- Mercado de Sonora
- Post hoc ergo propter hoc (after this, therefore because of this)
- The Kennedy Curse, True Conspiracy
- Healing Back Pain: The Mind-Body Connection by John E. Sarno
- The Power of the Placebo, Susan Perry, Brainfacts.org
- Placebo Surgery: More Effective Than You Think? by David H. Newman, M.D., The Huffington Post
- Is the Placebo Effect in Some People’s Genes? by Lisa Rapaport, Reuters
- Multitasking Gene May Help Drone Operators Control Robotic Swarms by Jeremy Hsu, Scientific American
- Evolution Could Explain the Placebo Effect by Colin Barras, New Scientist
- How did Erik Vance wind up living in Mexico City? [06:53]
- How did Erik get interested in field biology? [07:42]
- What was the turning point that transformed Erik from pure scientist to science journalist? [10:10]
- Erik talks about his adventures with a porcupine, a recovering junkie, and a reformed devil worshiper in South Africa. [12:17]
- Why nature documentaries usually require unnatural preparation. [18:04]
- Erik talks about striking the balance between scientific precision and entertaining storytelling. [22:37]
- We talk about story structure, the processes involved with writing a book, and tools for writers. [23:46]
- Erik talks about one of his first, less-than-glamorous assignments as a new science writer (it involved swine manure and something called ladybug taint). [28:00]
- Erik talks about growing up as a Christian Scientist — and not going to a doctor until he turned 18. [40:05]
- Erik’s interest in the placebo effect comes from surviving a serious childhood disease. [44:50]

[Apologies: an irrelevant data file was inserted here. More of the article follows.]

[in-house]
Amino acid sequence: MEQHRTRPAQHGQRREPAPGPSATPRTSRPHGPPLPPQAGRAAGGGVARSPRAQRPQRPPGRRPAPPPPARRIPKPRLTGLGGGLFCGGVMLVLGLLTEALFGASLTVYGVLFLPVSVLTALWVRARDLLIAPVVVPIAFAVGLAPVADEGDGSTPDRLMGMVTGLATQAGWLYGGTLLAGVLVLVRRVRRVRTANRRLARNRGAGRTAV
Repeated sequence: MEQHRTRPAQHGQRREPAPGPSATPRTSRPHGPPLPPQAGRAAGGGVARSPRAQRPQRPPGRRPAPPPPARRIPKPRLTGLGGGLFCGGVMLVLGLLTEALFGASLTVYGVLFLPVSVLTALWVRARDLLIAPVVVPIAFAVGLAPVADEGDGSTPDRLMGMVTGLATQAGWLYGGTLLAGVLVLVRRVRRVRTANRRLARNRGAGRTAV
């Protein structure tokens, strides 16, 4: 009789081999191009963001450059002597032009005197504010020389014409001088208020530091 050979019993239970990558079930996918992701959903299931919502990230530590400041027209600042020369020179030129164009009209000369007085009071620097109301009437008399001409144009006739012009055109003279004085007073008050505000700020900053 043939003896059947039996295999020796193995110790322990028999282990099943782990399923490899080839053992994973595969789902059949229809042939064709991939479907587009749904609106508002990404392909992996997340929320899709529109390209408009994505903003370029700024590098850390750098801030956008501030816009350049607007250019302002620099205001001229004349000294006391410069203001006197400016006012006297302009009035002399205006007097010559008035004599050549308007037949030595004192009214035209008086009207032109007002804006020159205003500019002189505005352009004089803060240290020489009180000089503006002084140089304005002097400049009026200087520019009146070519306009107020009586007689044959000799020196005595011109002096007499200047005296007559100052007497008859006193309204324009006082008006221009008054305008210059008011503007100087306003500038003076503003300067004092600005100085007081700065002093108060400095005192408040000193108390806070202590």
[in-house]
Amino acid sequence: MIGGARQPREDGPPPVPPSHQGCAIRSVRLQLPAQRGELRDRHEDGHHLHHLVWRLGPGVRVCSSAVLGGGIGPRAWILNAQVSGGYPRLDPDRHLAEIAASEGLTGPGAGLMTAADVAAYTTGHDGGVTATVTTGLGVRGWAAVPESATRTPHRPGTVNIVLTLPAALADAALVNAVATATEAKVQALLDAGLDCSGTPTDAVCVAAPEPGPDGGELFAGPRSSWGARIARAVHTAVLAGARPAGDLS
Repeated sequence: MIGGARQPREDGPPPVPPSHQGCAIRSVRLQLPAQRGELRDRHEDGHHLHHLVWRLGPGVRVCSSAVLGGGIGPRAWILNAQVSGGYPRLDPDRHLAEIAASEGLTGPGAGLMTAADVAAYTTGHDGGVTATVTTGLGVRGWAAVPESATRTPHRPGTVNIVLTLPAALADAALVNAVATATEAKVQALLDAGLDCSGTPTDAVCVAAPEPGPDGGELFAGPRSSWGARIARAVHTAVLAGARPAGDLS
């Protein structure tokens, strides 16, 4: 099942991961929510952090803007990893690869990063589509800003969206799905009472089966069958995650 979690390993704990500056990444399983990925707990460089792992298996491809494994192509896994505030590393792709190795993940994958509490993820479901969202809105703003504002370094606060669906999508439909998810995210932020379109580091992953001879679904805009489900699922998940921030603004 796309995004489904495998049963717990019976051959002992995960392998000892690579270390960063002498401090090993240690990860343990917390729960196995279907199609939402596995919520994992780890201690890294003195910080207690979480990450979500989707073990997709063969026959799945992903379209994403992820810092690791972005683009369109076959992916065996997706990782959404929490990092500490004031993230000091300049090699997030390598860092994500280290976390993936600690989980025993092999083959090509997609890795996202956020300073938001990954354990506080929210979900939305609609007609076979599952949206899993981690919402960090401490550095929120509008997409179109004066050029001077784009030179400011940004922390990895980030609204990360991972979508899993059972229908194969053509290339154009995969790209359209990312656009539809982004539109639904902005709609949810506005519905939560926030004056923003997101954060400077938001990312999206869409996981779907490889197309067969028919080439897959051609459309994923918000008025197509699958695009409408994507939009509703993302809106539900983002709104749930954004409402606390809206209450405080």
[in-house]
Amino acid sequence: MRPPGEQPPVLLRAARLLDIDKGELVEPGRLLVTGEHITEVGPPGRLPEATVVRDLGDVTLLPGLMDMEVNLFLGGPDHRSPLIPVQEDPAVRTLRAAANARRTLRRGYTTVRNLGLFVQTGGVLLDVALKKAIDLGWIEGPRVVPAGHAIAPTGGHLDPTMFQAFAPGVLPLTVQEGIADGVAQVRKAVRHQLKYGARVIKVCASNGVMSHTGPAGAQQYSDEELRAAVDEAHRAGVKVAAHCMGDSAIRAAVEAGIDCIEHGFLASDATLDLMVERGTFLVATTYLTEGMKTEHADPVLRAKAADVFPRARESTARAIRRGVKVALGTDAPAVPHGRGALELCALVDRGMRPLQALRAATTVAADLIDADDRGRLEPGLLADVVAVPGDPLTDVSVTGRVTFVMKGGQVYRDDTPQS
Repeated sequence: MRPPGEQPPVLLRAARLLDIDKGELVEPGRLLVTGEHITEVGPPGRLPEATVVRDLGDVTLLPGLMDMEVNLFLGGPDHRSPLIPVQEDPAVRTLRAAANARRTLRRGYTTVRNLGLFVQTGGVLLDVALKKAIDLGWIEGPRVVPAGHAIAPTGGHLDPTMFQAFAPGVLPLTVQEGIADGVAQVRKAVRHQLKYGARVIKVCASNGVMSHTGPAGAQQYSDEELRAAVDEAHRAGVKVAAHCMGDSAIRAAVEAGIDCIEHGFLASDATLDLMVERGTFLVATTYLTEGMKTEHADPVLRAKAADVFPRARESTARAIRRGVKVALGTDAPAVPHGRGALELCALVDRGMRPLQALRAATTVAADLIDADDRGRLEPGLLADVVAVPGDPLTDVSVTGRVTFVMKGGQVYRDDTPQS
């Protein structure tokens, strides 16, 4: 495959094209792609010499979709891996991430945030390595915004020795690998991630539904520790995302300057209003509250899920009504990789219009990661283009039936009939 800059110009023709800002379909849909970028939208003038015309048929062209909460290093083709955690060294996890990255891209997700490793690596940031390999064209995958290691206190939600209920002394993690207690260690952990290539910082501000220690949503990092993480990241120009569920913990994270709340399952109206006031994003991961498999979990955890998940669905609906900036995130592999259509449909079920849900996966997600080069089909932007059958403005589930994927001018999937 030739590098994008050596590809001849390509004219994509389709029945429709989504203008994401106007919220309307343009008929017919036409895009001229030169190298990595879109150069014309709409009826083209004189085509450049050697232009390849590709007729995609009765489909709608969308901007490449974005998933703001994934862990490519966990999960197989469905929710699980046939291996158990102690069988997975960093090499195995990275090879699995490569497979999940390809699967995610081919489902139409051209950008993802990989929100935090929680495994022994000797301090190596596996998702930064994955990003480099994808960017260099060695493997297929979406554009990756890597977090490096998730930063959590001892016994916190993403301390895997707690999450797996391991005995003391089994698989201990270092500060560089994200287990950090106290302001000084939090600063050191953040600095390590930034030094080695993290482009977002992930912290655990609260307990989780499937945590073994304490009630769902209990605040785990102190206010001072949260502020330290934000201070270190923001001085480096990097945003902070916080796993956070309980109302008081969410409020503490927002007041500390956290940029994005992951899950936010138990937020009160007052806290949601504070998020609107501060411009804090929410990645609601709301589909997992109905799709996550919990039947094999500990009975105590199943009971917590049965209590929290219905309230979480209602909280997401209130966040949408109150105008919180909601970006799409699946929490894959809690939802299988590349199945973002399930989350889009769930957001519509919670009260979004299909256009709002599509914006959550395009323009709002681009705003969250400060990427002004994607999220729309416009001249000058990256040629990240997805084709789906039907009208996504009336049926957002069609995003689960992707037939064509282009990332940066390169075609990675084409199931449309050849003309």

- Erik talks about visiting NIH (National Institutes of Health) facilities so he could get repeatedly electrocuted — for science! [45:45]
- The placebo effect isn’t always in your head — you may legitimately be experiencing measurable biochemical reactions. [49:06]
- The power of nocebos: we talk about zombies, witches, and curses. [50:12]
- Erik talks about getting cursed. [1:03:00]
- Is there evidence to suggest that “real” drugs can fail to treat an ailment if the patient believes they’re being given a placebo? [1:10:03]
- Parkinson’s disease seems to respond well to placebo, whereas Alzheimer’s disease does not. Why? [1:14:37]
- How do we avoid feeling deceptive when we try to help loved ones with the use of placebos? [1:19:16]
- Sham surgeries are a real thing. [1:20:39]
- How does a rational scientist approach belief in placebo treatments? [1:23:35]
- There is growing evidence that placebo-responding expectations can become permanent. [1:26:20]
- Are some people more genetically susceptible to the placebo effect than others? [1:27:35]
- What other conditions seem to respond well to placebo? [1:30:40]
- How might someone maximize the effectiveness of a placebo pill? [1:31:25]
- How does Erik now use what he learned about placebo during the course of writing Suggestible You? [1:33:49]
- Different colors and sizes of placebo pills work better to treat certain ailments. [1:36:34]
- Yogi Berra
- John McPhee
- Burkhard Bilger
- Mickey Mantle
- Jacek Koziel
- Luana Colloca
- George F. Cahill, Jr.
- Christopher Sommer
- Richard Feynman
- Peter Attia